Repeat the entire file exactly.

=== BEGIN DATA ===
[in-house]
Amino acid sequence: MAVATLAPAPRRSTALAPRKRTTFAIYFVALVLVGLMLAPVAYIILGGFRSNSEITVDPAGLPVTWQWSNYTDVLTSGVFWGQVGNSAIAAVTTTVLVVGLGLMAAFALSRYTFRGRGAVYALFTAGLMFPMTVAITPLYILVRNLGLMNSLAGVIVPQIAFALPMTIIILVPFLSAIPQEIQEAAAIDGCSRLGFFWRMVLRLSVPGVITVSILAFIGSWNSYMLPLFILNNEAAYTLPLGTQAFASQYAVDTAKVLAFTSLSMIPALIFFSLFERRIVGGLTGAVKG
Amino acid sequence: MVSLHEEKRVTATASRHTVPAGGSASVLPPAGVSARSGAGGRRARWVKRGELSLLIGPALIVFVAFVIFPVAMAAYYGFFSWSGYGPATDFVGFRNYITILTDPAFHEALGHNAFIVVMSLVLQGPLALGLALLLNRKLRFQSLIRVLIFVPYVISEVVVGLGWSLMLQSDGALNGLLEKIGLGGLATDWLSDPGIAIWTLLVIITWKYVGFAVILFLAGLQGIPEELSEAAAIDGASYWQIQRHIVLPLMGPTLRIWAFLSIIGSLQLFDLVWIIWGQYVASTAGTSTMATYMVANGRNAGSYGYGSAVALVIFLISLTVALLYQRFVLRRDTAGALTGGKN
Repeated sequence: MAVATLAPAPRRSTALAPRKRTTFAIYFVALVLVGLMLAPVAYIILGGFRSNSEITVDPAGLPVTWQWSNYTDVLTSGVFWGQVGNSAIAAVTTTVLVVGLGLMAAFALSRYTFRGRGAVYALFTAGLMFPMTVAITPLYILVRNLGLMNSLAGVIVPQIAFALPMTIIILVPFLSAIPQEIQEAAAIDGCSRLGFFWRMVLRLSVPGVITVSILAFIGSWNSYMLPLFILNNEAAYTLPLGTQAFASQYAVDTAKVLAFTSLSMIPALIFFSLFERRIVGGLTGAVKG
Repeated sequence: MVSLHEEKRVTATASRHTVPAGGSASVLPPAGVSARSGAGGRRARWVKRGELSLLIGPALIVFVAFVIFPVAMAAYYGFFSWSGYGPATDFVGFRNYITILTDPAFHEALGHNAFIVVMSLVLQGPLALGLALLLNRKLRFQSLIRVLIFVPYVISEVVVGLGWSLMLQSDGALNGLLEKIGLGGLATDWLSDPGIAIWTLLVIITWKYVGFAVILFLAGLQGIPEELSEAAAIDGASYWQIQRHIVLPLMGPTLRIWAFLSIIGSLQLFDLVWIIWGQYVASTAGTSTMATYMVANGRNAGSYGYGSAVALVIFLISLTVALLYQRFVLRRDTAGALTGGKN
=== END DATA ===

[in-house]
Amino acid sequence: MAVATLAPAPRRSTALAPRKRTTFAIYFVALVLVGLMLAPVAYIILGGFRSNSEITVDPAGLPVTWQWSNYTDVLTSGVFWGQVGNSAIAAVTTTVLVVGLGLMAAFALSRYTFRGRGAVYALFTAGLMFPMTVAITPLYILVRNLGLMNSLAGVIVPQIAFALPMTIIILVPFLSAIPQEIQEAAAIDGCSRLGFFWRMVLRLSVPGVITVSILAFIGSWNSYMLPLFILNNEAAYTLPLGTQAFASQYAVDTAKVLAFTSLSMIPALIFFSLFERRIVGGLTGAVKG
Amino acid sequence: MVSLHEEKRVTATASRHTVPAGGSASVLPPAGVSARSGAGGRRARWVKRGELSLLIGPALIVFVAFVIFPVAMAAYYGFFSWSGYGPATDFVGFRNYITILTDPAFHEALGHNAFIVVMSLVLQGPLALGLALLLNRKLRFQSLIRVLIFVPYVISEVVVGLGWSLMLQSDGALNGLLEKIGLGGLATDWLSDPGIAIWTLLVIITWKYVGFAVILFLAGLQGIPEELSEAAAIDGASYWQIQRHIVLPLMGPTLRIWAFLSIIGSLQLFDLVWIIWGQYVASTAGTSTMATYMVANGRNAGSYGYGSAVALVIFLISLTVALLYQRFVLRRDTAGALTGGKN
Repeated sequence: MAVATLAPAPRRSTALAPRKRTTFAIYFVALVLVGLMLAPVAYIILGGFRSNSEITVDPAGLPVTWQWSNYTDVLTSGVFWGQVGNSAIAAVTTTVLVVGLGLMAAFALSRYTFRGRGAVYALFTAGLMFPMTVAITPLYILVRNLGLMNSLAGVIVPQIAFALPMTIIILVPFLSAIPQEIQEAAAIDGCSRLGFFWRMVLRLSVPGVITVSILAFIGSWNSYMLPLFILNNEAAYTLPLGTQAFASQYAVDTAKVLAFTSLSMIPALIFFSLFERRIVGGLTGAVKG
Repeated sequence: MVSLHEEKRVTATASRHTVPAGGSASVLPPAGVSARSGAGGRRARWVKRGELSLLIGPALIVFVAFVIFPVAMAAYYGFFSWSGYGPATDFVGFRNYITILTDPAFHEALGHNAFIVVMSLVLQGPLALGLALLLNRKLRFQSLIRVLIFVPYVISEVVVGLGWSLMLQSDGALNGLLEKIGLGGLATDWLSDPGIAIWTLLVIITWKYVGFAVILFLAGLQGIPEELSEAAAIDGASYWQIQRHIVLPLMGPTLRIWAFLSIIGSLQLFDLVWIIWGQYVASTAGTSTMATYMVANGRNAGSYGYGSAVALVIFLISLTVALLYQRFVLRRDTAGALTGGKN